The decision was taken to begin developing a division of plastic surgery in 1963, with Dr. Gilbert B. Snyder appointed as the first formal chief (Figure 2). [1] Graduating from Johns Hopkins (JH) as plastic surgery chief resident, Dr. Snyder was an assiduous, young surgeon. His training at JH under plastic surgery chairman, Dr. Milton Edgerton, provided him the foundation and experience that allowed him to assume this daunting role as chief. Because only one resident was accepted into the program every other year, Dr. Snyder was responsible for all cosmetic, congenital deformity, hand, and head and neck surgery, as well as maxillofacial tumor and reconstructive surgery at JH. Around that time, Dr. Frank Gerow and Dr. Thomas Cronin from Texas introduced the first silicone breast implant [3]. Incidentally, Dr. Snyder received ample opportunity to become familiar with breast reconstruction procedures using these newly developed implants during his training.

Within two years of groundbreaking work, the plastic surgery division received accreditation from the American Board of Plastic Surgery. [1] Drawing from elements of his own training, Dr. Snyder built a program that would provide residents a strong foundation in plastic surgery. In addition to his position as division chief, he was also named chairman of the hand clinic, emergency room clinic, and head and neck cancer center. Dr. Snyder ensured that the plastic surgery division, and its residents, played an appropriate role in providing care to patients in each of these clinics. His role heading these clinics enabled him to ensure that the residents received a well-rounded and diverse education while training at UM-PRS.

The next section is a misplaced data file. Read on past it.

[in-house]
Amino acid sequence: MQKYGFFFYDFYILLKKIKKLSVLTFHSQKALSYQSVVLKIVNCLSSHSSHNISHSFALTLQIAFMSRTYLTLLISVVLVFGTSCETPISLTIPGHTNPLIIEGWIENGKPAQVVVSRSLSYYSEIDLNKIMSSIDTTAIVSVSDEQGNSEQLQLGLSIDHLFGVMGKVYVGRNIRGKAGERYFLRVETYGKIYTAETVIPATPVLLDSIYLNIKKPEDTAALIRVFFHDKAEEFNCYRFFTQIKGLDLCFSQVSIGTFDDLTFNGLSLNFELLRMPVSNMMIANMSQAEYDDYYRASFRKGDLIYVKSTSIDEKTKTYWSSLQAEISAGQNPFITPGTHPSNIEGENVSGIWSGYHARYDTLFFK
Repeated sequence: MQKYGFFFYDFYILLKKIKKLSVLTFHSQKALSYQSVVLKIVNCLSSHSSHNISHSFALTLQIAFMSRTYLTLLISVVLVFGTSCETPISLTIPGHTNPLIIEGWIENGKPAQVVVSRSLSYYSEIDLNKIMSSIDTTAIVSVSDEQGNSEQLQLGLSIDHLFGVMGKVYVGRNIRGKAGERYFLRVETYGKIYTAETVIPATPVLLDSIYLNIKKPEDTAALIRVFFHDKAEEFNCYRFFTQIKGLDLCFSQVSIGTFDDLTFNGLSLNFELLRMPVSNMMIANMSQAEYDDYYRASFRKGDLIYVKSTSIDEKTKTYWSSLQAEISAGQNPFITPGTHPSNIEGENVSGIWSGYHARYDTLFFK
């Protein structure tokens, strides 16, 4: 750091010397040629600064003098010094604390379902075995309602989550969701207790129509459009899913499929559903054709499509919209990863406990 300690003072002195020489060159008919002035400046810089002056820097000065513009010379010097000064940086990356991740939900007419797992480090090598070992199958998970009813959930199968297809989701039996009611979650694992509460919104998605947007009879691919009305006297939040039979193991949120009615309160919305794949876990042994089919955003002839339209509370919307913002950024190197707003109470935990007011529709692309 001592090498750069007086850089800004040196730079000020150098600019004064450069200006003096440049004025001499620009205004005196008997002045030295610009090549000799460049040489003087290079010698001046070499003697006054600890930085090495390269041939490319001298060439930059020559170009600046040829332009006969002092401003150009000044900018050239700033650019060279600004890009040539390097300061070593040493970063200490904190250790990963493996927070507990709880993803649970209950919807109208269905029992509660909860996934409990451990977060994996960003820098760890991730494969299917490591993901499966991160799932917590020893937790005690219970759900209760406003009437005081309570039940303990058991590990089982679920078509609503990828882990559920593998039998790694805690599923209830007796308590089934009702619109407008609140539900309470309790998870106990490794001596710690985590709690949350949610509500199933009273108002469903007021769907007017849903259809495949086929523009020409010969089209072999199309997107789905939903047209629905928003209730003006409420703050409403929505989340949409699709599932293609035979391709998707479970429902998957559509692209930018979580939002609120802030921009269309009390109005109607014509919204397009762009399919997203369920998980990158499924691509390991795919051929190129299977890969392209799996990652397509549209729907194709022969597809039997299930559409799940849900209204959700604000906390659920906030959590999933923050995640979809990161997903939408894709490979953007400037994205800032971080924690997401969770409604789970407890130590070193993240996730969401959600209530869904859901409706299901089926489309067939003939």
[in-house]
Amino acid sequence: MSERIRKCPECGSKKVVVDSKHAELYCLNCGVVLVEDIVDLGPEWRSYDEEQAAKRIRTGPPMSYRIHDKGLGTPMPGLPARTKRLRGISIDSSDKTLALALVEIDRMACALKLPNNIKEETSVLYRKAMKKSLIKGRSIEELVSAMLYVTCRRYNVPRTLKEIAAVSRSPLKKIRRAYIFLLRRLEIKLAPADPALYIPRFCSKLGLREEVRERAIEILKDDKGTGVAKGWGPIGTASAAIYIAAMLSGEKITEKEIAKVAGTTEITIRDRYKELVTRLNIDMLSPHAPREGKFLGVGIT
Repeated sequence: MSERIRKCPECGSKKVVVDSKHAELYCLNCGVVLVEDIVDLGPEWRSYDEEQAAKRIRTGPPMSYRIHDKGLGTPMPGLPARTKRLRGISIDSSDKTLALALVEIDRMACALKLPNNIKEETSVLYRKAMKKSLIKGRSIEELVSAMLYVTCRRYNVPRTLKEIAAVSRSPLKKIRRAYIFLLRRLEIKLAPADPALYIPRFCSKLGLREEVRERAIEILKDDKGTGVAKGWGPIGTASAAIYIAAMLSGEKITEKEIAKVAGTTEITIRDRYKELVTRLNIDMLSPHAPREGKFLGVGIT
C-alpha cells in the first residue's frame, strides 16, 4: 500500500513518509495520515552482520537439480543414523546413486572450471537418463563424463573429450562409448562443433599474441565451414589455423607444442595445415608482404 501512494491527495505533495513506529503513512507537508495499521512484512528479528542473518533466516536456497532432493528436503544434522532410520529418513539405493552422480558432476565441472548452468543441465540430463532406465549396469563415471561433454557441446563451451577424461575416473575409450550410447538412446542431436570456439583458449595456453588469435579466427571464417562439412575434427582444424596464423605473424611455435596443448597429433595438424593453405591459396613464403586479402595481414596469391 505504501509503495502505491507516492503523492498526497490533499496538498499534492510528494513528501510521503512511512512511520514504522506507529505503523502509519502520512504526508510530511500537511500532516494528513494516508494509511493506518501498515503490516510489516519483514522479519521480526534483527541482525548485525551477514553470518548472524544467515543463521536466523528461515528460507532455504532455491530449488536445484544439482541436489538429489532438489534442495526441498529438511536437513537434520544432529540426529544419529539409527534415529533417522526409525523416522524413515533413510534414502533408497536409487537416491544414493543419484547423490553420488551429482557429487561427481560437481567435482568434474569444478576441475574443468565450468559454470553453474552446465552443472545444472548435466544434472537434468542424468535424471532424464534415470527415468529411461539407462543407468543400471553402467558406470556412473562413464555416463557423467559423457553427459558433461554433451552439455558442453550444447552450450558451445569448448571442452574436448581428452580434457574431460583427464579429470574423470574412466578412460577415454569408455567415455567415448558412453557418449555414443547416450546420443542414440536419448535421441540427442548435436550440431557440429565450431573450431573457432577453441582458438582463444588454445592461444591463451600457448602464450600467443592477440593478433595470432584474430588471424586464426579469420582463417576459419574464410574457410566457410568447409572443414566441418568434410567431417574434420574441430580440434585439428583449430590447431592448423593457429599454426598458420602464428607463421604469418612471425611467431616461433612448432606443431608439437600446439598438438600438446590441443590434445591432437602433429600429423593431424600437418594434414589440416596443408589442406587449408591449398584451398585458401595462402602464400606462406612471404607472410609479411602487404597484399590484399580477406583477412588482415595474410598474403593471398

In 1965, the same year the first resident, Peter Stokely, began training at the UM-PRS, a momentous dinner meeting was held at JMH for all local Miami plastic surgeons. At the meeting, voluntary faculty positions were offered to attendees. As voluntary faculty members, the surgeons gave monthly lectures on various topics in plastic surgery to the medical students and residents of UM. Another fortuitous outcome of the meeting was creation of the Miami Society of Plastic Surgeons (MSPS). [1,4] Dr. Thomas Zaydon, Sr., former resident under Dr. James Barrett Brown and founder of the first skin bank at Jackson Memorial Hospital, [24] became the first president of the group (Figure 3). In his words, “The MSPS was created to encourage organization of local plastic surgeons and to exercise the need to develop better rapport among the surgeons.” [4] During that time, plastic surgery was “tabooed.” [4] Operating room windows would be draped so other surgeons could not see the “secrets of plastic surgeons.” [1,4] Strength of relationships created from the original plastic surgeons in Miami still resonates today, as the MSPS remains one of the largest local plastic surgery societies.